Video management software (VMS) solutions are becoming a vital part of enterprise security. The right software can be configured to provide flexibility by tailoring custom solutions to a variety of third-party devices and programs. Leading video surveillance software providers help optimize security by integrating video systems with business intelligence and other analytics programs that don’t come with simple record-and-archive hardware solutions. As “smart” approaches to security, and their value to organizations, become clearer, legacy systems fall out of disuse.
Managing live and recorded footage
Video surveillance software can manage video from multiple cameras. This includes both IP systems and older analog cameras provided with an encoder. VMS allows monitoring of alarms at various points to record and observe events as they occur, or simply archive to network storage where files can be retrieved for investigative, data gathering, or forensic purposes. Because this is IP-based, even live digital video files from one or more sources can be shared with other locations throughout the enterprise or around the world in near real-time. VMS allows for all the flexibility and scopes an IP network provides.
Integrating video analytics
As security hardware becomes more intelligent, so do VMS systems. A variety of security measures can be refined with video surveillance software. Features like automated number plate recognition can record a license plate faster and more reliably than human eyes while the right analytics can identify the owner and tell whether the car is stolen or associated with known threats. The same applies to facial recognition software that can be applied to a database of archived images or videos. More cameras and better network storage mean a glut of information, and analytics makes sense of all the data and puts it to good use. Many video surveillance software solutions are developed with an open-source platform that allows for a continuous stream of plugins and updates to further enhance features and functionality.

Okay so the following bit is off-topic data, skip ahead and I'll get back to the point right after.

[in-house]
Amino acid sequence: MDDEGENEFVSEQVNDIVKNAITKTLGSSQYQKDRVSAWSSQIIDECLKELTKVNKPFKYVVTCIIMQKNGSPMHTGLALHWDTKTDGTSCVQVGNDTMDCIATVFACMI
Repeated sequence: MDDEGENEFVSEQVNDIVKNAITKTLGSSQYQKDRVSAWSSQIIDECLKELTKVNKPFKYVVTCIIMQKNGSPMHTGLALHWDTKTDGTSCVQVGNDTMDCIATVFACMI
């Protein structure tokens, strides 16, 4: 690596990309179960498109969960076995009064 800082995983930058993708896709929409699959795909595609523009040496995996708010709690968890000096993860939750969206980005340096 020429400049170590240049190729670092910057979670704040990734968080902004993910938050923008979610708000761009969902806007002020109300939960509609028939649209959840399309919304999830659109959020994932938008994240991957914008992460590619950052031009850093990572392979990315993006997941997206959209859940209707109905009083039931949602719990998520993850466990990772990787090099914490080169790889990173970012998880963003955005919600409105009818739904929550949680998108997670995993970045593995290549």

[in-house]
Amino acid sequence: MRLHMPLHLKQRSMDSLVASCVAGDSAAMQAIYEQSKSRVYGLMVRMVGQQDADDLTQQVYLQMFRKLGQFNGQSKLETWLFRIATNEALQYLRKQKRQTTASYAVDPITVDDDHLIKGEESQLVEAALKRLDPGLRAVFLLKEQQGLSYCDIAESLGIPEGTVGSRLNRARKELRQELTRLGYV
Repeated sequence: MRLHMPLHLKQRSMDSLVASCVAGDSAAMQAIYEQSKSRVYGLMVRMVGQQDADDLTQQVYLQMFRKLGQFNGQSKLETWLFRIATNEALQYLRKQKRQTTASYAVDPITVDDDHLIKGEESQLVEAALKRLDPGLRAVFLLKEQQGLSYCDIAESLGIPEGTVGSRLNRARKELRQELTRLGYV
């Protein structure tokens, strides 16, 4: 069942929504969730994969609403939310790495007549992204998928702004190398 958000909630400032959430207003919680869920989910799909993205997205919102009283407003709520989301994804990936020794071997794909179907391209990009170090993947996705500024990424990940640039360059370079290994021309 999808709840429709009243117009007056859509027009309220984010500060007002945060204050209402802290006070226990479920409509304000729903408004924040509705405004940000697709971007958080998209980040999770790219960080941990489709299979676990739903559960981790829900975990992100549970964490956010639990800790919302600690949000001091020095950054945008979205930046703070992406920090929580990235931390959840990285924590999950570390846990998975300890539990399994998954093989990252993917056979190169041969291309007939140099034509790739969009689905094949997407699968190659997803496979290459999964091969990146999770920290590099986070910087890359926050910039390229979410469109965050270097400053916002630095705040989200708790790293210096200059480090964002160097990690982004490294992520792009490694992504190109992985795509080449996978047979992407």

Managing access controls
Controlled, electronic access is essential to managing security risks. A digital camera coupled with a VMS system can help in monitoring and recording traffic at multiple access points. Software integrated with sensors, alarms, cameras, and access card readers can assist security teams with managing events by showing them exactly what’s happening, and from multiple angles while automatically archiving and flagging footage for future use. Manufacturers of security hardware are increasingly engineering their products to be compatible with the latest in video surveillance software.
Remote surveillance benefits
Integrating cameras and software across a network is one of the many benefits VMS provides. Remote locations or access points can be monitored 24/7 without additional personnel. Local authorities can be summoned by security miles away while cameras continue to record and monitor events. Footage streamed to smart devices provides police or security teams with direct visual information on what is happening and what preparations to make to deal with the threat more effectively.